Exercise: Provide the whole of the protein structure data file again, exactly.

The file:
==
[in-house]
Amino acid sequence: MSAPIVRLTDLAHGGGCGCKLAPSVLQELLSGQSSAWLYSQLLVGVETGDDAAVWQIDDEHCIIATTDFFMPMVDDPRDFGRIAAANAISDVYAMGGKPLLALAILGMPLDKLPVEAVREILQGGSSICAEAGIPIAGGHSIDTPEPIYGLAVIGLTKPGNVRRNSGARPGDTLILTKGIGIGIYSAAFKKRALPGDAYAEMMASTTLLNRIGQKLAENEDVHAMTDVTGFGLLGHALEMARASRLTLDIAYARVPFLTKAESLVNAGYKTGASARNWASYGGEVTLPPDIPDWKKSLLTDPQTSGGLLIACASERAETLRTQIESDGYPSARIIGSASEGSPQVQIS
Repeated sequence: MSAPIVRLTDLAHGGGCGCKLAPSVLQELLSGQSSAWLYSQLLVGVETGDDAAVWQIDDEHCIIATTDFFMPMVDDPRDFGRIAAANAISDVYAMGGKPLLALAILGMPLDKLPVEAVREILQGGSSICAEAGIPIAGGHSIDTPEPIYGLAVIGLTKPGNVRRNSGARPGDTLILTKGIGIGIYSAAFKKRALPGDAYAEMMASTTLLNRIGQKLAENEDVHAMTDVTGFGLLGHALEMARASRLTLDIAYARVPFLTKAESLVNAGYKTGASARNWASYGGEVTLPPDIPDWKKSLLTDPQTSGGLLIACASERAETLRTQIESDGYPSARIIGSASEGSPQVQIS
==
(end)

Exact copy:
[in-house]
Amino acid sequence: MSAPIVRLTDLAHGGGCGCKLAPSVLQELLSGQSSAWLYSQLLVGVETGDDAAVWQIDDEHCIIATTDFFMPMVDDPRDFGRIAAANAISDVYAMGGKPLLALAILGMPLDKLPVEAVREILQGGSSICAEAGIPIAGGHSIDTPEPIYGLAVIGLTKPGNVRRNSGARPGDTLILTKGIGIGIYSAAFKKRALPGDAYAEMMASTTLLNRIGQKLAENEDVHAMTDVTGFGLLGHALEMARASRLTLDIAYARVPFLTKAESLVNAGYKTGASARNWASYGGEVTLPPDIPDWKKSLLTDPQTSGGLLIACASERAETLRTQIESDGYPSARIIGSASEGSPQVQIS
Repeated sequence: MSAPIVRLTDLAHGGGCGCKLAPSVLQELLSGQSSAWLYSQLLVGVETGDDAAVWQIDDEHCIIATTDFFMPMVDDPRDFGRIAAANAISDVYAMGGKPLLALAILGMPLDKLPVEAVREILQGGSSICAEAGIPIAGGHSIDTPEPIYGLAVIGLTKPGNVRRNSGARPGDTLILTKGIGIGIYSAAFKKRALPGDAYAEMMASTTLLNRIGQKLAENEDVHAMTDVTGFGLLGHALEMARASRLTLDIAYARVPFLTKAESLVNAGYKTGASARNWASYGGEVTLPPDIPDWKKSLLTDPQTSGGLLIACASERAETLRTQIESDGYPSARIIGSASEGSPQVQIS